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Foreign Minister Confirms ‘Some Questions’ on Georgia-EU Visa Waiver

By Gvantsa Gabekhadze
Tuesday, February 20
(TBILISI) - Georgian Foreign Minister Mikheil Janelidze stated that for now, the suspension mechanism, envisaging rejection of the visa free travel in the EU’s Schengen Zone, will not apply Georgia, however, “some questions” arise.

The minister stated that these questions are present due to the increasing number of those Georgians who violate the Georgia-EU visa free deal and illegally stay in some of the EU countries.

The minister confirmed that many who violated the 90-day period provided through the Georgia-EU visa liberalization deal, illegally stayed in Germany.

Janelidze told the local media that many of his recent meetings in Germany were dedicated to the visa issue and stated that soon Germany may list Georgia as a safe country.

The safe country status meant that Germany recognizes Georgia’s democratic achievements and states that no one in the country is politically prosecuted.

Receiving the status by Georgia automatically excludes refugee status for the country’s citizens in Germany.

“There are a number of requests for asylum in the EU. People are seeking asylum in a wrong, unreasonable way. The request for asylum is satisfied only if an individual is pursued in his/her country due to political pressure, restriction of political freedom and violations of human rights. Consequently, this requirement is often illegitimate and is not satisfied,” Janelidze stated.

The minister provided the statistics and announced that as Georgia was granted the visa free opportunity, since March 2017, 220,000 people have travelled to the Schengen Zone.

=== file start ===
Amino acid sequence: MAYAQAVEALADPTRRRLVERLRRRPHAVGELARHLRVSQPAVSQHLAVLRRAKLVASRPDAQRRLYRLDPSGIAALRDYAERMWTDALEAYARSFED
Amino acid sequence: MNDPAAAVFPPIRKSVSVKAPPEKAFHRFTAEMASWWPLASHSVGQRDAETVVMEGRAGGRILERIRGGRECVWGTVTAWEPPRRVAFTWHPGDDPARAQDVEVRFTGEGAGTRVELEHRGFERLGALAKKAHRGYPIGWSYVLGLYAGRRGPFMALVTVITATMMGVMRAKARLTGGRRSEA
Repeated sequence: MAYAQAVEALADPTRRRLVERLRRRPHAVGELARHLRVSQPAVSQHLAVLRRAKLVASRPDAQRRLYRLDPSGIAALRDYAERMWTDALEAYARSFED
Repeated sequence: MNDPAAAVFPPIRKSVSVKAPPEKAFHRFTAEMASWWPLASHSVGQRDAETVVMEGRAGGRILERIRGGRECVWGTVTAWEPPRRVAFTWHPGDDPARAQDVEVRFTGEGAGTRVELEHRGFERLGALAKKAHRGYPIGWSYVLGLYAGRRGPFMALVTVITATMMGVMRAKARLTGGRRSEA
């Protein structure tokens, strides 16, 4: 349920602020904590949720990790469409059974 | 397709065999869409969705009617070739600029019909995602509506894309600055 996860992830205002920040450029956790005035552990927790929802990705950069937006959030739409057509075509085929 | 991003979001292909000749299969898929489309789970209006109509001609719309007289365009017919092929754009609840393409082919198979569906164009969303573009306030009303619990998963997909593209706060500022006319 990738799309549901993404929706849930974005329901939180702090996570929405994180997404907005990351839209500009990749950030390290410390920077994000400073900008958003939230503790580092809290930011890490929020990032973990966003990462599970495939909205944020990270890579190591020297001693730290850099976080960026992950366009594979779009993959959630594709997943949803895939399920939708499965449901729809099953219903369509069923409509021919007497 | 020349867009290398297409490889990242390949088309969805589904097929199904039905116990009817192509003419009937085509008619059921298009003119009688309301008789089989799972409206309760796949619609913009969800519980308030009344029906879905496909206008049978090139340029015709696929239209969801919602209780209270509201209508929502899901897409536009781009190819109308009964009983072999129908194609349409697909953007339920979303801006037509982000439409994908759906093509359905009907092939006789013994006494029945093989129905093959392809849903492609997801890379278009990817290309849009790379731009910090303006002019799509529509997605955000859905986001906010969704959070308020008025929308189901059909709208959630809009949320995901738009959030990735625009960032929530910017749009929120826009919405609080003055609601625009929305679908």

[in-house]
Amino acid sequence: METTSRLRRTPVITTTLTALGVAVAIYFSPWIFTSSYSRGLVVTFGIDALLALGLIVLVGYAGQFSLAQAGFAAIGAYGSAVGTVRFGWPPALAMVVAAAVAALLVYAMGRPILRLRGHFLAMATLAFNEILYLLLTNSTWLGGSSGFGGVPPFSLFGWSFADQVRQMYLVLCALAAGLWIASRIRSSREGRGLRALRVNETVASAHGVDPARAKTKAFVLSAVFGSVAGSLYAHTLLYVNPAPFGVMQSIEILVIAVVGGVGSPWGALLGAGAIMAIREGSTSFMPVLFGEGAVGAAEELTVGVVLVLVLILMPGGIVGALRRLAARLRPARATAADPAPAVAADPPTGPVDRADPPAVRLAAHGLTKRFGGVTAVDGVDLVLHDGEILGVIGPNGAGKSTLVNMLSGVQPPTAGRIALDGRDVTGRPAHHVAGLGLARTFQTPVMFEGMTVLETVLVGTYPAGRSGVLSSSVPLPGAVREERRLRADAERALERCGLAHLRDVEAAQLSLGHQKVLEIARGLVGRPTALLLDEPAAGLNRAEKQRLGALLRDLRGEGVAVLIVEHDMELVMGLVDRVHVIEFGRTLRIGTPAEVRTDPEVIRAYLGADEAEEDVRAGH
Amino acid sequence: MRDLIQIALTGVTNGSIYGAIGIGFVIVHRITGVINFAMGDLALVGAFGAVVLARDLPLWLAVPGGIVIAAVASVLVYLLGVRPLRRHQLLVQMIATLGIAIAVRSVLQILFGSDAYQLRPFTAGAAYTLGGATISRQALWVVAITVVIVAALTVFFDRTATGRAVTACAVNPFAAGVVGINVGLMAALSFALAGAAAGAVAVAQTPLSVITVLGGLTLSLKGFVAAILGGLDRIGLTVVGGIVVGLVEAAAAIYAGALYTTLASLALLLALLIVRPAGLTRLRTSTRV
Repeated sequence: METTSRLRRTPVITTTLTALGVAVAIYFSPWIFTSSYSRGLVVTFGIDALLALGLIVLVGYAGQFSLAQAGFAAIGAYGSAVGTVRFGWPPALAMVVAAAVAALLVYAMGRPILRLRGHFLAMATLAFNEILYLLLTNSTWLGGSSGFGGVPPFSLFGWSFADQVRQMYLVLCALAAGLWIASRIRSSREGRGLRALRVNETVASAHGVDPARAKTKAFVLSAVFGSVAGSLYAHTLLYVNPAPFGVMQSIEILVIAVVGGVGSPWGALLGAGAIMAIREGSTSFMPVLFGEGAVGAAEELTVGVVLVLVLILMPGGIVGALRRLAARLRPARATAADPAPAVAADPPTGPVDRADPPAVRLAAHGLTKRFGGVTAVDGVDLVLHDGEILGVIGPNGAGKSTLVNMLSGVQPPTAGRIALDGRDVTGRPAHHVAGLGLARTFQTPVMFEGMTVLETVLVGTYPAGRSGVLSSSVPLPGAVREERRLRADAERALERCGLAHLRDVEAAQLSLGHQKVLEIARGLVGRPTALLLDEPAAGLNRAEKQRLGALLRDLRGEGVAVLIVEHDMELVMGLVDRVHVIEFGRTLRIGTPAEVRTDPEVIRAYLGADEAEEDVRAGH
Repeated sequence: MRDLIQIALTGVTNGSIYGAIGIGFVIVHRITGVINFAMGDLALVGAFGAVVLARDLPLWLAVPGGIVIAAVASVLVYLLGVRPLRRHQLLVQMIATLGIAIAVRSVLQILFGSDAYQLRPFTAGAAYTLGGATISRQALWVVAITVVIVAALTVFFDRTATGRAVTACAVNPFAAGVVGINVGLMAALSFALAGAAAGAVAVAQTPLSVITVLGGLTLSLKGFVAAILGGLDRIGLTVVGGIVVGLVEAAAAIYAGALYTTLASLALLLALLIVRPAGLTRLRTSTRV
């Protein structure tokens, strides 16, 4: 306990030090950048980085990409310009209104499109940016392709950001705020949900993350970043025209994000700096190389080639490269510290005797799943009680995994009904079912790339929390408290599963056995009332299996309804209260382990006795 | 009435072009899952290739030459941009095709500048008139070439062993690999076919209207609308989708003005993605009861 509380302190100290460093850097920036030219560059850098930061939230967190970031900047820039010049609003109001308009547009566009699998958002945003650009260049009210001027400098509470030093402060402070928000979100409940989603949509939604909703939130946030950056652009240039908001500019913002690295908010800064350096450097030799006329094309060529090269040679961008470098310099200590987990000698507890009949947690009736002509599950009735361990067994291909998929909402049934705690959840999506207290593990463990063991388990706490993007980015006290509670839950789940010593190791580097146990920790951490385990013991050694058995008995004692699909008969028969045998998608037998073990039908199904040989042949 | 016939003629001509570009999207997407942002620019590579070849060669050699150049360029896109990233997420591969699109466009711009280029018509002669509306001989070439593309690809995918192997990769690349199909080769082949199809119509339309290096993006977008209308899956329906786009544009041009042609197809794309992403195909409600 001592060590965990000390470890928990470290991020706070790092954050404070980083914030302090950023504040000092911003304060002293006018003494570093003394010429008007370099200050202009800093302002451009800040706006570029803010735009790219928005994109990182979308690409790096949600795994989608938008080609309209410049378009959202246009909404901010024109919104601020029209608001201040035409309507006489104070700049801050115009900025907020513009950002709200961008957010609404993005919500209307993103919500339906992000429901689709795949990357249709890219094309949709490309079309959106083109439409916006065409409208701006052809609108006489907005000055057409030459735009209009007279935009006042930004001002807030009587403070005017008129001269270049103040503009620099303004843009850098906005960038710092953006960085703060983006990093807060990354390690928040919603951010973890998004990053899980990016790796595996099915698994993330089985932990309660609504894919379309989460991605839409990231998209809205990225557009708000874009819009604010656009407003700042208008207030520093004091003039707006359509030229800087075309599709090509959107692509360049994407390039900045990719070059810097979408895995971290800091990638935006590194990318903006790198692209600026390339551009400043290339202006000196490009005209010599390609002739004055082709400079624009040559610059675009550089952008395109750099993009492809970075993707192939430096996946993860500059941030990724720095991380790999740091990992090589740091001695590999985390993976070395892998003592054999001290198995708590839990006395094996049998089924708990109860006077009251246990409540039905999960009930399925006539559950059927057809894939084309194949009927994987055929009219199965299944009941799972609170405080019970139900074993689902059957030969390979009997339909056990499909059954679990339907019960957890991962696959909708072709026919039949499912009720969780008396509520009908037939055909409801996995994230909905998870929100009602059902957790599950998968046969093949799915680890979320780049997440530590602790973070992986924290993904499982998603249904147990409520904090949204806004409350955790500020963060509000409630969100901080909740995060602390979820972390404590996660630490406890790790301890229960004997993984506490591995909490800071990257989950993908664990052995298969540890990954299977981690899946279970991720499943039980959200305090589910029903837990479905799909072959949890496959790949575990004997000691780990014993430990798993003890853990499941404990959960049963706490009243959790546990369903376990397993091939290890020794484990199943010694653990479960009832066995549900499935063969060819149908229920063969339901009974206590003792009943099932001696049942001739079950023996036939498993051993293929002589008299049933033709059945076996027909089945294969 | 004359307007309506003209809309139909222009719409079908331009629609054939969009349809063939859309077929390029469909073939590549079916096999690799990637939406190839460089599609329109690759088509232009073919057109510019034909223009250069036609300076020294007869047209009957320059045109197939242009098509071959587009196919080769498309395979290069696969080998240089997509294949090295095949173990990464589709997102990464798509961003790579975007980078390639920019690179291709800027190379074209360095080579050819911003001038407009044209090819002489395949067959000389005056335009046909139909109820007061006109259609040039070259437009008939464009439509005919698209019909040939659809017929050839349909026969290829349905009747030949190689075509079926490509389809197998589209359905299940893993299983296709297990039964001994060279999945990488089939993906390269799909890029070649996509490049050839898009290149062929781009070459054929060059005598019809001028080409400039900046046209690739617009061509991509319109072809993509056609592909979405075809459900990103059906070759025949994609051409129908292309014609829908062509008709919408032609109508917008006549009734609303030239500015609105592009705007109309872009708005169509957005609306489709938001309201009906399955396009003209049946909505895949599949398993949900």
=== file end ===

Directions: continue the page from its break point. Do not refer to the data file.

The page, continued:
“This is really a great success, a great opportunity. These visits mainly served tourism goals, deepening of business relationships and cultural connections, or other short-term visits,” Janelidze said.

The official data reads that more than 10,000 people have violated the visa-free terms.

Georgia was granted the right to have the visa-free regime with the EU, referring to the right for Georgian national to stay in the Schengen zone for 90 days in any 180-day period, only after the EU agreed on the suspension mechanism.

The mechanism means that in certain situations the visa waiver deal with the EU may be suspended for a country, in which case the country’s citizens will need to apply for a visa to enter the EU.

The suspension mechanism relates to one or more of the following cases:

A substantial increase in the number of nationals of that country are refused entry to or stay irregularly in EU territory; a substantial increase in unfounded asylum application; a decrease in cooperation on readmissions (returns of migrants), or an increase in risks or imminent threats to public policy or internal security related to nationals of the third country concerned.